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A Tesla Motors 2014 punch list for success

We asked Tesla owners what they thought the company needs to do in 2014 to be successful. Their answers were not what we expected. Here is what they think and what we think Tesla needs to do in 2014.

In just about 2 weeks Tesla Motors will report its earnings for Q3 and also its overall 2013 financial performance. Although we will then report the Tesla financial news, good, bad, or otherwise, it is pretty fair to say this was a momentous year for the world’s most innovative automaker. We counted down what the Tesla owners and enthusiasts told us they thought were the most important things Tesla did in 2013. Now we would like to lay out our predictions for what the automaker will have to do to stay successful in 2014.

Searching for Tesla Motors news today, as I do every day, I found one “expert” that I had never heard of before predicting that GM will buy Tesla in 2014. As I am no fan of GM in general (though I love some of their creations) this would break my heart. GM represents every single thing that can possibly be wrong with the automotive world to me and Tesla Motors represents a glimmer of hope for change. Furthermore, since Tesla already works closely with both Mercedes and Toyota, why a sale to GM would happen now is a mystery to me.

Selling Tesla to anyone in 2014 would be a big surprise for me. Unless something unfortunate was to happen to Elon Musk, I can’t imagine why 2014 would be the sell year. The Model S is only 15 months old and it seems that the global market is wide open to Tesla for the S. Tesla just moved the ball down the field 80 yards for a touchdown in 2013. The extra point kick is 2014. Yes, the stock is crazy overvalued, even according to Musk, but he does not seem to me the guy who takes advantage of that now to try to sell Tesla Motors. On the other hand, he is busy with two other companies that are almost equally as exciting. Still, it seems premature.

2014 Punch List For Tesla Success
First, never mind what I personally think. The Tesla owners I poled informally on Tesla Owners’ forums I am lucky enough to be allowed to participate in (since I am not yet an owner) tell me that to them continued roll out of the Supercharger network is important to them. They think it is an exciting part of ownership and though many have used the network, other owners have not simply because it doesn’t take them anyplace they want to go – yet. Keeping the Supercharger network growing received the most feedback by far to my requests for input.

What came next to the Tesla owners was not clear, so from here on out the order is mine. Based on my own instincts I think that Tesla needs to make serious headlines in 2014 about the GEN III. This will be the “every-man’s” Tesla. Now clearly, the car is not slated for release for about 3 or more years. However, Tesla is bound to encounter more challenges next year and in 2015. This year all Tesla had to really push past (in terms of external challenges) was the hype over the fires. It has done so, and it will have to keep the PR machine going to offset that issue, but 2013 could have been harder. In the coming years external factors could bite Tesla. “Regime change” could occur here in America and the huge subsidies that EV owners enjoy could be challenged. It would not be out of the question for a 51% vote in congress to limit EV price supports to cars under $50K. Tesla can hold that off by continuing to remind America that it is really still pushing to bring out a car that can be in an owner’s driveway for about $35K.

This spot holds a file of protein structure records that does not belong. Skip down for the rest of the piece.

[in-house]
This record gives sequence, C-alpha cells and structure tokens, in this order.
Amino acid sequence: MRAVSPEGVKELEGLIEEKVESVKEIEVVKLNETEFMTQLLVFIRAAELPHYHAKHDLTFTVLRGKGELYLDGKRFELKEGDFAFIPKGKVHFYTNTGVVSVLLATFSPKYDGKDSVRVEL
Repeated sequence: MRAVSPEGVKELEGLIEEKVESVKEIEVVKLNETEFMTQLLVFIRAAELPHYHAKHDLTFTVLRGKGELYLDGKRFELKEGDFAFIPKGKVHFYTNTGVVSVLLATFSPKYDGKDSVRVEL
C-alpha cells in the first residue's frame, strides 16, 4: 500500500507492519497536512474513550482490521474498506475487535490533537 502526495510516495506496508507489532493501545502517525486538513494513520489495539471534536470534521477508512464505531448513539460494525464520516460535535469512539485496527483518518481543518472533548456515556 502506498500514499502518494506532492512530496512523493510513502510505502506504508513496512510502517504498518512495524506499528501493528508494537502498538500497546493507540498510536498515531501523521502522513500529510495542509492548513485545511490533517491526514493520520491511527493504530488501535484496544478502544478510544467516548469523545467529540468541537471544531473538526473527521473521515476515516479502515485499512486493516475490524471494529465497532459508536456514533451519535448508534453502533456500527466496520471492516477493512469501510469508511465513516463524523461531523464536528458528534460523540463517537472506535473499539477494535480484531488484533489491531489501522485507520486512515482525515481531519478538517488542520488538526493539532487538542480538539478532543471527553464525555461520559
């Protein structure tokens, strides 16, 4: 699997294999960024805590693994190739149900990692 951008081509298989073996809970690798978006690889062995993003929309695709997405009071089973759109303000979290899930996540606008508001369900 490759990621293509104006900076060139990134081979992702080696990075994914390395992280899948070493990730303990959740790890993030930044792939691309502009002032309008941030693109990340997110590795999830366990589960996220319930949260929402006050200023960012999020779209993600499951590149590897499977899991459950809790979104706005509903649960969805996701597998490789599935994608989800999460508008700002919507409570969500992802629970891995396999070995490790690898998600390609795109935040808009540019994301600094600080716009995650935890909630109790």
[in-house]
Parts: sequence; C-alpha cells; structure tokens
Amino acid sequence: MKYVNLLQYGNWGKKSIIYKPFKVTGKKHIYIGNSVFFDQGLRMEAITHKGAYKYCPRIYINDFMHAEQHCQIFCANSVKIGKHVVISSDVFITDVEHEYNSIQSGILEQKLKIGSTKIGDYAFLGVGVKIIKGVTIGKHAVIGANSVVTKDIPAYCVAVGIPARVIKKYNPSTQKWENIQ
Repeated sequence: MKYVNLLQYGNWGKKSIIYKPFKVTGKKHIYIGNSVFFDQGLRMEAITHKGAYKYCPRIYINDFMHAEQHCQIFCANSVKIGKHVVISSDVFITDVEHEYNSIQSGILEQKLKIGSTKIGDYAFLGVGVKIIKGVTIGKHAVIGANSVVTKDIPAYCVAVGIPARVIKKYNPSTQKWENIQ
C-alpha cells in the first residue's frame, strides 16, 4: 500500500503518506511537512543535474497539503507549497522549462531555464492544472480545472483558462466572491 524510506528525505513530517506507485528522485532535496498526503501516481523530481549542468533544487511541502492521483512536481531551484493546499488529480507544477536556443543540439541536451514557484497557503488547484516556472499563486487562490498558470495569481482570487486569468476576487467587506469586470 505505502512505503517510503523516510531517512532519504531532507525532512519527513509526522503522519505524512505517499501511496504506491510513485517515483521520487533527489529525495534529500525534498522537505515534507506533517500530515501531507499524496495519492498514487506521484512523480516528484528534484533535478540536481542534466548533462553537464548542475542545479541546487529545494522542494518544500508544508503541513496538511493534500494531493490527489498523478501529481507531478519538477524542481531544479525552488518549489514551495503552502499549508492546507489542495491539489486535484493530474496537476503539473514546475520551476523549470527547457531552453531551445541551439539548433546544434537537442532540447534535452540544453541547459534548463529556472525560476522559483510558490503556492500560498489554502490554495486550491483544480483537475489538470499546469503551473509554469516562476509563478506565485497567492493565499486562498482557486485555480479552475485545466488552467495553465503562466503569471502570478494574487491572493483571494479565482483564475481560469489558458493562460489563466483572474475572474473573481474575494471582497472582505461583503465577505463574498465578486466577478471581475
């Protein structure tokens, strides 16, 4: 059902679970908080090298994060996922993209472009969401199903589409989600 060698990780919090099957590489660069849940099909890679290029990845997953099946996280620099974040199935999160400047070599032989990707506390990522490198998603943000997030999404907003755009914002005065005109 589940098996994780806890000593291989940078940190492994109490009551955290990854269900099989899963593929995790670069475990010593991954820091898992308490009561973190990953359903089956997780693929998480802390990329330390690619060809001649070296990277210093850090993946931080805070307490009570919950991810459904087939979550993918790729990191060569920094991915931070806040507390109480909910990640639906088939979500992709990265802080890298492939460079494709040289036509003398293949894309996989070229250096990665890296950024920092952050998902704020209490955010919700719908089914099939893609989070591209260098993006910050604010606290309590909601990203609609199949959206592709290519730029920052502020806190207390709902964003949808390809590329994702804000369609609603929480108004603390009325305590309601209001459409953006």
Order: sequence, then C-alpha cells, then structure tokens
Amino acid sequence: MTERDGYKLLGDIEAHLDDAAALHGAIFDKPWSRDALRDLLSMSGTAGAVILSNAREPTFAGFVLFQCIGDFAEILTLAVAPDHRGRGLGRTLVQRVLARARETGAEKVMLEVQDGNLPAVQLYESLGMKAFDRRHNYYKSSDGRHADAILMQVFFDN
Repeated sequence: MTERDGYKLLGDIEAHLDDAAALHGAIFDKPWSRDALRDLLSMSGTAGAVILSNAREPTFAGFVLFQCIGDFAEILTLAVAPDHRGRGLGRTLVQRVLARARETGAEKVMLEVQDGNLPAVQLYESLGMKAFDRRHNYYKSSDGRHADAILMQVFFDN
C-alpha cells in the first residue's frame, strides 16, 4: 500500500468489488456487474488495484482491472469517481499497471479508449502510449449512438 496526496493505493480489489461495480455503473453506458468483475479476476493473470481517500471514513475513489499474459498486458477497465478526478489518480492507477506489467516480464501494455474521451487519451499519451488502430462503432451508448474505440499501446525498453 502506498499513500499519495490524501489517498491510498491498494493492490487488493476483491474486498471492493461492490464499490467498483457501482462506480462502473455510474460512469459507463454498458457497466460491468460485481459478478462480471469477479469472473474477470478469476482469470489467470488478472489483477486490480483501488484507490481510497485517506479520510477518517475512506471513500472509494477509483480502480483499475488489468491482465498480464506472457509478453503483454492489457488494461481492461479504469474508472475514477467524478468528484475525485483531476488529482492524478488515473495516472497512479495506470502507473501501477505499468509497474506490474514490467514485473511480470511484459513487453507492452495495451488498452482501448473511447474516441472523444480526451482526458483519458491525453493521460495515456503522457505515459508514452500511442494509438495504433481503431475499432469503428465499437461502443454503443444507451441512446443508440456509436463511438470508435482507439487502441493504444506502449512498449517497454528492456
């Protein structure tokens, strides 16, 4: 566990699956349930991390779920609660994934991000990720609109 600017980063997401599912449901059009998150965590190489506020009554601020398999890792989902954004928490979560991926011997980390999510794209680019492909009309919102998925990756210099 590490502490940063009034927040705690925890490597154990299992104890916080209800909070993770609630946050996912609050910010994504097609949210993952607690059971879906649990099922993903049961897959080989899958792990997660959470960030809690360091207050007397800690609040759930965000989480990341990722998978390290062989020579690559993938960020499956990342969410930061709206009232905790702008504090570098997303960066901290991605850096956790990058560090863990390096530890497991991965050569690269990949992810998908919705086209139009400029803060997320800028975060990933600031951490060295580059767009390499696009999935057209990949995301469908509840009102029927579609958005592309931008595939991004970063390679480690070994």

Another important thing Tesla needs to do is continue to evolve the Model S. If you wish, combine the Model X with this section, since to me the X is simply an AWD Model S with a different body. If I am wrong about that feel free to blast me in the comments section, but let’s keep it civil. I love the S and I think building an X from as many common parts as possible is a great idea. I don’t mean it as an insult.

When I write that Teslas are cars, and that cars have problems, the fans of the brand freak out and send me hate mail. However, visit any Tesla forum and you can see the many issues that the owners struggle with. Water leaks, door handles that don’t pop out (specifically the rear ones), melting connectors for charging, the list is real, but manageable. Tesla needs to eliminate all these little things, just as any automaker does as a car matures in its lifecycle. The only reason fixing the small Model S issues is on this list is that it was a common point of feedback to my inquiry. Also, I worry that Tesla could look at its limited resources and at some point prioritize the new model over making the Model S the best it can be.